Britain's Mo Farah will bid to become the second man to achieve the double of the world and Olympics 5000 and 10000 metres titles while Usain Bolt begins his defence of the 200m on Friday at the World Athletics Championships.
Farah, who won an emotional double gold at the Olympics last year in the Somalia-born athlete's adopted home city of London, produced a courageous display to win the 10000m last Saturday and starts firm favourite to defend his 5000m title.
If successful he will emulate Ethiopian Kenenisa Bekele's double in 2009 which followed his victories in the 2008 Olympic Games.
Farah, whose American training partner Galen Rupp was a huge help to him in the 10000m and will again be in the field, admitted Sunday's race had taken more out of him than he had expected and just did the bare minimum to qualify for the final at the shorter distance.
"It's going to be a demanding race and I need as much energy as possible to have the reserves when the final kick comes," said the 30-year-old.
Farah, whose post 10000m race rubdown had to be improvised under a tree outside the stadium as security men would not allow him into the official area, said people shouldn't regard victory was his for the taking.
"I was getting texts from people just saying go and do it," said Farah.
"I'm like: it's not as easy as that. If it was, it would be boring. Seriously. If it was, everyone would be winning."
His chief opponents should be Kenyan duo Edwin Soi, the only athlete to beat Farah at the distance this year, and Olympic bronze medalist Thomas Longosiwa.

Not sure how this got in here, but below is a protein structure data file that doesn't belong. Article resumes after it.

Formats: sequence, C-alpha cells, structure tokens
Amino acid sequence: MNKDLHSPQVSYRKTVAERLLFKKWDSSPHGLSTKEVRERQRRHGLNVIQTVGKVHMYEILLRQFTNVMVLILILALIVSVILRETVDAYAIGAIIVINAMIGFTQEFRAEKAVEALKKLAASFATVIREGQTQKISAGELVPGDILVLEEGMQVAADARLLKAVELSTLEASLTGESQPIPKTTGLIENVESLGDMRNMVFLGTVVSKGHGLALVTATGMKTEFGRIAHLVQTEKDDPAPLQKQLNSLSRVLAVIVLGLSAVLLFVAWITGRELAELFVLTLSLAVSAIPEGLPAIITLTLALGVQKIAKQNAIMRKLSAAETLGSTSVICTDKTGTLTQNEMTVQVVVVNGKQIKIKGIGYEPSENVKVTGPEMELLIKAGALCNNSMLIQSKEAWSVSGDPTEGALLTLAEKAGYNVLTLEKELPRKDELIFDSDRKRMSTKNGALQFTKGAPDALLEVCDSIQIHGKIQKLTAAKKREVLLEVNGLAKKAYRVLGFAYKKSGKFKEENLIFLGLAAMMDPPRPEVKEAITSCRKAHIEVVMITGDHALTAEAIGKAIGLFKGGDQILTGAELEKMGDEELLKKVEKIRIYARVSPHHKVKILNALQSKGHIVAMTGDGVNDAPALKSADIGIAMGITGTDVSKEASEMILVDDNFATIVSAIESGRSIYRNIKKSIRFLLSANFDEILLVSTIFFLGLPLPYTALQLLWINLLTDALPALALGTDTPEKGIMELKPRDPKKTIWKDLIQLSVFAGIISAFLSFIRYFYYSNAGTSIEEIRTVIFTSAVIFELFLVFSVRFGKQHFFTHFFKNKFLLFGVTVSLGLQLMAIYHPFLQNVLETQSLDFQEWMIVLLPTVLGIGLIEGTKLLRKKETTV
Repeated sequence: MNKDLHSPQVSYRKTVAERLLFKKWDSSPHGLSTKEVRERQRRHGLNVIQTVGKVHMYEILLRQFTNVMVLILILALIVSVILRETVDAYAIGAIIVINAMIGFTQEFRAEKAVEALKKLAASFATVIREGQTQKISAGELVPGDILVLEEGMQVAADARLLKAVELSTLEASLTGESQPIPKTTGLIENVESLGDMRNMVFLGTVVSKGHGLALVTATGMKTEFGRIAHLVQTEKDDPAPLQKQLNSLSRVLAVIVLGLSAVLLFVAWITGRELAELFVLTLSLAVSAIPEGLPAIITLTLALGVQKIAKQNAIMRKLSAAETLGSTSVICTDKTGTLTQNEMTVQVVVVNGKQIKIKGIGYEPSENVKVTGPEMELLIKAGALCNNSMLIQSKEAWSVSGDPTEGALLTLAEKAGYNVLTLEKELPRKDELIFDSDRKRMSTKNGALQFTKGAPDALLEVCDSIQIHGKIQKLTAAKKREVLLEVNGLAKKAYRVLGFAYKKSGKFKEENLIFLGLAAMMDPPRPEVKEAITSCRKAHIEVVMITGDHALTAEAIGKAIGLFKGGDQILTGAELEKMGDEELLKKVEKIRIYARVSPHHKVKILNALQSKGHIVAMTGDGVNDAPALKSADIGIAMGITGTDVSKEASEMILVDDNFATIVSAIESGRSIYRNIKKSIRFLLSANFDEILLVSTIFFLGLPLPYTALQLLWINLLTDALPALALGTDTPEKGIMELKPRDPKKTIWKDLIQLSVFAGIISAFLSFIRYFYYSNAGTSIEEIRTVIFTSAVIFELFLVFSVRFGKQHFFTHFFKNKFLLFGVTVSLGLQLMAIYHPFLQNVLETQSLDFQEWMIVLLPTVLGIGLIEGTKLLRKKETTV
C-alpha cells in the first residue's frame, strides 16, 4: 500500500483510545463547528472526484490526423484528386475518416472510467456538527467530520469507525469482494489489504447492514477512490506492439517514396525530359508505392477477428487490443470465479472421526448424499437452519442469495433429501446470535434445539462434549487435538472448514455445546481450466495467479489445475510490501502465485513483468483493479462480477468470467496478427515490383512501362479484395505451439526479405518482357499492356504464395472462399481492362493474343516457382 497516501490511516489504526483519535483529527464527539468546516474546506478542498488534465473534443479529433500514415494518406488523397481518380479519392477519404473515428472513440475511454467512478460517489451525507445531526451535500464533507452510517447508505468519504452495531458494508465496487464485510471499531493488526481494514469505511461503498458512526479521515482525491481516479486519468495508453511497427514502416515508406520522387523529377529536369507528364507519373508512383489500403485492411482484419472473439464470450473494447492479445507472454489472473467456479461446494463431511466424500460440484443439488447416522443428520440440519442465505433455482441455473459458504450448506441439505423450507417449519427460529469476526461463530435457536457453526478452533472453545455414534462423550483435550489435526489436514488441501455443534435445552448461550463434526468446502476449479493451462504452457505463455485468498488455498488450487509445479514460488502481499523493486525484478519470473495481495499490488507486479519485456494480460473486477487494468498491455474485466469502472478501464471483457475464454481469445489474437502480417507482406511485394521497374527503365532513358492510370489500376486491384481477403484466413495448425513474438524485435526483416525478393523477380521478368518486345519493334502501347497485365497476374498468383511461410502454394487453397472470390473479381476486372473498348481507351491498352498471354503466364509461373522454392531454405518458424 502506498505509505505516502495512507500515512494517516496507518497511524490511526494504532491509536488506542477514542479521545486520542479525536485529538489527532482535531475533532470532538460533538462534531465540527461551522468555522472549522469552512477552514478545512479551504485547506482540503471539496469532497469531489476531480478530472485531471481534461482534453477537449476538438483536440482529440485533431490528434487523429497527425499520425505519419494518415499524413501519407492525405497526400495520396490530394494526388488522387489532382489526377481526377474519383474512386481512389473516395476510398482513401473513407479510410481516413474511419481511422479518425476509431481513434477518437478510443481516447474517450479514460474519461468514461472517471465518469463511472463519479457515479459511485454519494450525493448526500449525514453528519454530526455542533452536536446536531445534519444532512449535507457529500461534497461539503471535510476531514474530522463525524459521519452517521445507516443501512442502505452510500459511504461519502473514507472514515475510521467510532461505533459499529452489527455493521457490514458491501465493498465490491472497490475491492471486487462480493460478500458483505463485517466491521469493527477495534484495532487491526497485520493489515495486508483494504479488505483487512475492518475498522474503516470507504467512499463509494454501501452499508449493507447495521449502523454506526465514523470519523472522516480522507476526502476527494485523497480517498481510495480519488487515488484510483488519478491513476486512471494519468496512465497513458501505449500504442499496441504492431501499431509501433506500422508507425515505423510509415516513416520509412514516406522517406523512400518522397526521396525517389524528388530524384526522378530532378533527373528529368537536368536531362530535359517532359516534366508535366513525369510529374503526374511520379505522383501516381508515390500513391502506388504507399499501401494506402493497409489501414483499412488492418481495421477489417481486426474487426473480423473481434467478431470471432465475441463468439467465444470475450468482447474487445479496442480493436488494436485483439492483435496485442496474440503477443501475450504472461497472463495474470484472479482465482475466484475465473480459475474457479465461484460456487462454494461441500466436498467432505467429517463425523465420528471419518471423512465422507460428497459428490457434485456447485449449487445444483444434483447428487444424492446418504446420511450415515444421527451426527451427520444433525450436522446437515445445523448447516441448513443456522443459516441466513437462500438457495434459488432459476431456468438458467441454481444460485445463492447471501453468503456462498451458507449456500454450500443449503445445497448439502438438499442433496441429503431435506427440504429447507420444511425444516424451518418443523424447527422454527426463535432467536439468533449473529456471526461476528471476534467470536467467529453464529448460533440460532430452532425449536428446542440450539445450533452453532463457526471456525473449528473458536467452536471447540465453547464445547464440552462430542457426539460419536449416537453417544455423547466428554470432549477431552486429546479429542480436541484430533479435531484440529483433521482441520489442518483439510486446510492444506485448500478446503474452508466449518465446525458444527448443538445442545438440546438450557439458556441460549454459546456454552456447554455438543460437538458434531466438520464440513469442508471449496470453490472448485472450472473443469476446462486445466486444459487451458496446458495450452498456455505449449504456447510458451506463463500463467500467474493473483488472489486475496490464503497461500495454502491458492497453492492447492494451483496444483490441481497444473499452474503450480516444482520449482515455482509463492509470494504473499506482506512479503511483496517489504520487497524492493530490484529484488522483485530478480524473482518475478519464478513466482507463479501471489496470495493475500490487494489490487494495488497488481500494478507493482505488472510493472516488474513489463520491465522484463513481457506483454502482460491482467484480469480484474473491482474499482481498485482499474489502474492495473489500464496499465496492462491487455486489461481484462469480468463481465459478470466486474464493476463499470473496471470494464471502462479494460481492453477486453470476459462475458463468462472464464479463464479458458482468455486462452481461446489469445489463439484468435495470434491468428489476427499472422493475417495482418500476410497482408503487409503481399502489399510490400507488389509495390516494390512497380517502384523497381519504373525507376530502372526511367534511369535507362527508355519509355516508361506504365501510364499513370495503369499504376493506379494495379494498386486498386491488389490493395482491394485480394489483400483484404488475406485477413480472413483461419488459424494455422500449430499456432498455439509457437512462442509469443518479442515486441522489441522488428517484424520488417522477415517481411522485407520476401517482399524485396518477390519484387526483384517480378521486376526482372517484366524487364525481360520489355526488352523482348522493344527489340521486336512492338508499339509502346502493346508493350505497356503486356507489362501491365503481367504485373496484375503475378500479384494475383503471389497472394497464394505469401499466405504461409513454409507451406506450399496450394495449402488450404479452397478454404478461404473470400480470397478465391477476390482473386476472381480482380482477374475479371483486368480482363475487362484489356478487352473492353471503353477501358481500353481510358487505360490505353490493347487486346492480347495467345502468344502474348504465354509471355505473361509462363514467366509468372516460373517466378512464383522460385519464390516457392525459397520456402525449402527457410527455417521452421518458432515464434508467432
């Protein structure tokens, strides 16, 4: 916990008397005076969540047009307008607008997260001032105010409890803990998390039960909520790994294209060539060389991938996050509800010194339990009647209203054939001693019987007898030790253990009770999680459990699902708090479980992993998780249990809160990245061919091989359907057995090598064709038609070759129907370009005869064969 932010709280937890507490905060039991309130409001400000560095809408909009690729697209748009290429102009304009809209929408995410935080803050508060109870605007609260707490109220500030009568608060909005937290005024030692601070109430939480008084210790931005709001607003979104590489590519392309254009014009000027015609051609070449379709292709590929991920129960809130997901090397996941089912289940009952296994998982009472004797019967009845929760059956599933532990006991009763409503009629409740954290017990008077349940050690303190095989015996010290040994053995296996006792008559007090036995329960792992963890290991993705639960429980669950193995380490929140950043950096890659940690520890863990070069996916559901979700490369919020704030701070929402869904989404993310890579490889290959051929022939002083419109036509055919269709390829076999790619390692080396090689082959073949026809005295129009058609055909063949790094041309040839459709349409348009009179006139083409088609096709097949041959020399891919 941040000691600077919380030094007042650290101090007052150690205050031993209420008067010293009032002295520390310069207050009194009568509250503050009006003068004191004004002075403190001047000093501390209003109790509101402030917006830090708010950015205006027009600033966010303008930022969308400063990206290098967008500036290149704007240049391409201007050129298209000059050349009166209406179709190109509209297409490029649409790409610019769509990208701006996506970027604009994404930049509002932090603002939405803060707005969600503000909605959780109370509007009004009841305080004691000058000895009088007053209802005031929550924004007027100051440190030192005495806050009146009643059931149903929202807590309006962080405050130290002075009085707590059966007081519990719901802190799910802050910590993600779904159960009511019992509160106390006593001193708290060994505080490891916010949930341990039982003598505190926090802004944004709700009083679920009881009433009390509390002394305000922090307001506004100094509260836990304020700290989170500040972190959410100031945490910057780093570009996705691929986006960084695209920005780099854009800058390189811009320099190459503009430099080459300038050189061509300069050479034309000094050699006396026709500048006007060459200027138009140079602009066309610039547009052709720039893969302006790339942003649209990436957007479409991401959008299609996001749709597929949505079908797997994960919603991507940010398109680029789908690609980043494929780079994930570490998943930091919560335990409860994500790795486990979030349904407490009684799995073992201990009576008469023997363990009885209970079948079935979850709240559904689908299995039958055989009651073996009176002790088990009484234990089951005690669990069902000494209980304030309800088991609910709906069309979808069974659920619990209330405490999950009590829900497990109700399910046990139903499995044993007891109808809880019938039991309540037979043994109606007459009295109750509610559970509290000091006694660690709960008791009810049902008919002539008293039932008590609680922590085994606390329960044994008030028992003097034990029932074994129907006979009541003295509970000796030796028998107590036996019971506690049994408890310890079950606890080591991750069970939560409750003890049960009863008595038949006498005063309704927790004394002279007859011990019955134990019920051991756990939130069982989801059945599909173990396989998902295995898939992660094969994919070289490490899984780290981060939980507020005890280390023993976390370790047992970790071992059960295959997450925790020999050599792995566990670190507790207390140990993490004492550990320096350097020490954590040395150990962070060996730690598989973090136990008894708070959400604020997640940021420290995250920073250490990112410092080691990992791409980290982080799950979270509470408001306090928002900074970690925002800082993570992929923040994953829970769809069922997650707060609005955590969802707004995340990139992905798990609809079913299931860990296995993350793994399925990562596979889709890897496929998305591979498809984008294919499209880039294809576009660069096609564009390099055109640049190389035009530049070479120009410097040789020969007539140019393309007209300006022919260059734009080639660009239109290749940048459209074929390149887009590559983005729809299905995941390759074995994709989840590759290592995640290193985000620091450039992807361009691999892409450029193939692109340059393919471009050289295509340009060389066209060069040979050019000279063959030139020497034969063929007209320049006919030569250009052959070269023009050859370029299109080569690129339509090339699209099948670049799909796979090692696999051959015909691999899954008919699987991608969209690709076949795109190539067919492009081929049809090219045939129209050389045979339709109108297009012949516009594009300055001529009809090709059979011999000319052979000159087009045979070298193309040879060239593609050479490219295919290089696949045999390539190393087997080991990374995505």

With both the Kenyans and Ethiopians likely to try and gang up on Farah, the Briton will once again be looking for the faithful Rupp to sacrifice himself in paving the way for him to take gold.
Bolt has kept a low profile since he powered to victory in Sunday's 100m final, regaining the title he lost when he was disqualified for a false start in Daegu two years ago.
The 26-year-old, world record holder in both the 100 and 200m, made up for that blip by retaining his 200m crown and there appears to be little in the way of opposition in barring his way to a third title in Moscow.
"I'm looking forward to running the 200m, I can't promise anything (regarding a new world record). Hopefully everything will come together," said Bolt.
Jamaica could well sweep the medals with Warren Weir looking to improve on his Olympic bronze from last year and Nickel Ashmeade hoping he can move up a notch after placing fifth in the 200m world final two years ago and the 100m final last Sunday.
While Bolt cannot break the record for world titles this week -- he can equal the present mark of eight of Carl Lewis and Michael Johnson -- that could fall on Friday to American great Allyson Felix.
Barring injury or a huge upset in Thursday's semi-finals, the 27-year-old -- who has three 200m and five relay golds -- will face Bolt's team-mate Shelly-Ann Fraser-Pryce, who like him regained her 100m title this week, in what could prove to be one of the most memorable clashes of the week.
Other finals will see Felix's veteran team-mate Dwight Phillips aim to win his fifth long jump title, 10 years after the 35-year-old won his first, although his form suggests he will be doing well to win a medal.
Were he to miss out on a medal it would be the first time in six appearances, the 2004 Olympic champion having taken bronze in 2007.
The men's shot put has Poland's two-time Olympic champion Tomasz Majezwski attempting to secure his first world title after four previous attempts with second his best showing in 2009.